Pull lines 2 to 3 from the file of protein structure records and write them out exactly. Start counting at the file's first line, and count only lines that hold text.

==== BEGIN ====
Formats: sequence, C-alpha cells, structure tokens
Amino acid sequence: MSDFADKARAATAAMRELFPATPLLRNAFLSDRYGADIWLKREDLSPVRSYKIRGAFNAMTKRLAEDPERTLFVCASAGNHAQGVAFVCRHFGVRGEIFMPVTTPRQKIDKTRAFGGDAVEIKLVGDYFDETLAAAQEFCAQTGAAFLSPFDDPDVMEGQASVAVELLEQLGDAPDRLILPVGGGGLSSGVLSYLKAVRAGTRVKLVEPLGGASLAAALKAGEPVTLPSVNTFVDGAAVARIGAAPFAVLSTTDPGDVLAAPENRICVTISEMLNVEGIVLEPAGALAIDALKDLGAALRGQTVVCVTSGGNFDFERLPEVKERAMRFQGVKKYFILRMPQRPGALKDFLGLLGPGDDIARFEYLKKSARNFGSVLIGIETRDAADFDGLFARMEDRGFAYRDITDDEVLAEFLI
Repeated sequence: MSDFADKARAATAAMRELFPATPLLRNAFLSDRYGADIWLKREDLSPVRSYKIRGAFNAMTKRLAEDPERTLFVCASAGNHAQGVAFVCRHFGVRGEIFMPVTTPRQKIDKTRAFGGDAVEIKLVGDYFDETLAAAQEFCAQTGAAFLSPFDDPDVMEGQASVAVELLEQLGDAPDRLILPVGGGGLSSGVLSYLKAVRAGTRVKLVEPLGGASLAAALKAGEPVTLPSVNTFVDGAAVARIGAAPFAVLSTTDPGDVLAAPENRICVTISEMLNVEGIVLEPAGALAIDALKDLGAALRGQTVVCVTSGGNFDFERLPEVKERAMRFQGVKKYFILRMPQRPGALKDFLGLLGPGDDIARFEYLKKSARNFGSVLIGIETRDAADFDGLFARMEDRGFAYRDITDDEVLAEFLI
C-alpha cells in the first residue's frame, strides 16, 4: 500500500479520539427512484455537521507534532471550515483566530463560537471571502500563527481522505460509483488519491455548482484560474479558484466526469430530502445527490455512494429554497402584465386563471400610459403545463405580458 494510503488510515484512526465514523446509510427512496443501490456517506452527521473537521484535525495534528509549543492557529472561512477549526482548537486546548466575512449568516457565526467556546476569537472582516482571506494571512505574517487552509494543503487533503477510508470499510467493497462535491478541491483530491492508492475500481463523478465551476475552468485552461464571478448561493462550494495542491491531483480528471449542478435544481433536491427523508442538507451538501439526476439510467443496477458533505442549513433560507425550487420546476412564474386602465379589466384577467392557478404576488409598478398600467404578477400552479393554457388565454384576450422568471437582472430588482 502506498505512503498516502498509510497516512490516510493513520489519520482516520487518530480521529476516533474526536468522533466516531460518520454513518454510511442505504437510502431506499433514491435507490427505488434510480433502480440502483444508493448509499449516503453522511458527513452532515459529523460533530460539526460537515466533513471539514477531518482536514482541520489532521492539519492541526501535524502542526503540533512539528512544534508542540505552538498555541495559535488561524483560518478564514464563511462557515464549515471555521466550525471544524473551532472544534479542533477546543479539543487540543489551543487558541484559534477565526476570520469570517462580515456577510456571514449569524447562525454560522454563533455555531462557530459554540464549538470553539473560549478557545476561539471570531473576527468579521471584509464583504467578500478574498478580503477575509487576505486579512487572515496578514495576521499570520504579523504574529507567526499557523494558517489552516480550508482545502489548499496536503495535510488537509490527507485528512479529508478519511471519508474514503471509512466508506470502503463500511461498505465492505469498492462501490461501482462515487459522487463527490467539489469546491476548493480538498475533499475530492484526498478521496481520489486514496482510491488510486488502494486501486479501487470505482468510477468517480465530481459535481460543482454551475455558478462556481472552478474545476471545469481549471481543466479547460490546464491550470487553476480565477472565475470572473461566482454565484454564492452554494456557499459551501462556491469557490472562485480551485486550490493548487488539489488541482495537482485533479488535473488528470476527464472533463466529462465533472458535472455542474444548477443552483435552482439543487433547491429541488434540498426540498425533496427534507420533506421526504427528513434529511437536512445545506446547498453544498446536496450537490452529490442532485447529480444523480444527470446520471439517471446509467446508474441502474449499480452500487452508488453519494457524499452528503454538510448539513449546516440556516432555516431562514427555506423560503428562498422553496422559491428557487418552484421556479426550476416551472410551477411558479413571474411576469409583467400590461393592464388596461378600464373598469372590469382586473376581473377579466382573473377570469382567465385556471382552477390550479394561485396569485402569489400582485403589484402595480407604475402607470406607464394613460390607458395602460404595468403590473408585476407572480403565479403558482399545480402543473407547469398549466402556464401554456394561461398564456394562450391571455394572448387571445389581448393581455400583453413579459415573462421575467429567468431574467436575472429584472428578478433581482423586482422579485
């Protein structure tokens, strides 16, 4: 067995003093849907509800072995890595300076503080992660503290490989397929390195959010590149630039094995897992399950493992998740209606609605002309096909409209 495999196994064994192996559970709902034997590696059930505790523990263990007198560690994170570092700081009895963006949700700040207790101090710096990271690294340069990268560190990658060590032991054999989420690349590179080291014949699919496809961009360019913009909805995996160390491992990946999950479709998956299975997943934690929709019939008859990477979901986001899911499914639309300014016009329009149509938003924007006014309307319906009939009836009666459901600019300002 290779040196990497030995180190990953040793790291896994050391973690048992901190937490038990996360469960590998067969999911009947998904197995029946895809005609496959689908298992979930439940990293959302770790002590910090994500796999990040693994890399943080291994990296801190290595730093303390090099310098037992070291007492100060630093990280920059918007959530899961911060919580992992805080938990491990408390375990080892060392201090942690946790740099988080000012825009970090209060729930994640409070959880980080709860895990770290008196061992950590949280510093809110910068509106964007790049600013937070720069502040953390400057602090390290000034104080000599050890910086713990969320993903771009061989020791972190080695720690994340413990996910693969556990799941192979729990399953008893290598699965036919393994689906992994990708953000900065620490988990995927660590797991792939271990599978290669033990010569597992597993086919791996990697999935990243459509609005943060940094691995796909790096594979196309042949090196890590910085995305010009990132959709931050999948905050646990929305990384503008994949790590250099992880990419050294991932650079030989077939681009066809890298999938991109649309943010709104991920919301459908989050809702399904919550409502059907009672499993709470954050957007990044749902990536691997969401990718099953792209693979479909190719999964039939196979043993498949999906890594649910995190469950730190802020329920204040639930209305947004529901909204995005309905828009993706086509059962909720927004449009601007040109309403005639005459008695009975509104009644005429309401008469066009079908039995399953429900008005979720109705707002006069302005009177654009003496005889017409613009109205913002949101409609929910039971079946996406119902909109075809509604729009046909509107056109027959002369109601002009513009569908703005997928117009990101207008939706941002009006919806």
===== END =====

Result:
Amino acid sequence: MSDFADKARAATAAMRELFPATPLLRNAFLSDRYGADIWLKREDLSPVRSYKIRGAFNAMTKRLAEDPERTLFVCASAGNHAQGVAFVCRHFGVRGEIFMPVTTPRQKIDKTRAFGGDAVEIKLVGDYFDETLAAAQEFCAQTGAAFLSPFDDPDVMEGQASVAVELLEQLGDAPDRLILPVGGGGLSSGVLSYLKAVRAGTRVKLVEPLGGASLAAALKAGEPVTLPSVNTFVDGAAVARIGAAPFAVLSTTDPGDVLAAPENRICVTISEMLNVEGIVLEPAGALAIDALKDLGAALRGQTVVCVTSGGNFDFERLPEVKERAMRFQGVKKYFILRMPQRPGALKDFLGLLGPGDDIARFEYLKKSARNFGSVLIGIETRDAADFDGLFARMEDRGFAYRDITDDEVLAEFLI
Repeated sequence: MSDFADKARAATAAMRELFPATPLLRNAFLSDRYGADIWLKREDLSPVRSYKIRGAFNAMTKRLAEDPERTLFVCASAGNHAQGVAFVCRHFGVRGEIFMPVTTPRQKIDKTRAFGGDAVEIKLVGDYFDETLAAAQEFCAQTGAAFLSPFDDPDVMEGQASVAVELLEQLGDAPDRLILPVGGGGLSSGVLSYLKAVRAGTRVKLVEPLGGASLAAALKAGEPVTLPSVNTFVDGAAVARIGAAPFAVLSTTDPGDVLAAPENRICVTISEMLNVEGIVLEPAGALAIDALKDLGAALRGQTVVCVTSGGNFDFERLPEVKERAMRFQGVKKYFILRMPQRPGALKDFLGLLGPGDDIARFEYLKKSARNFGSVLIGIETRDAADFDGLFARMEDRGFAYRDITDDEVLAEFLI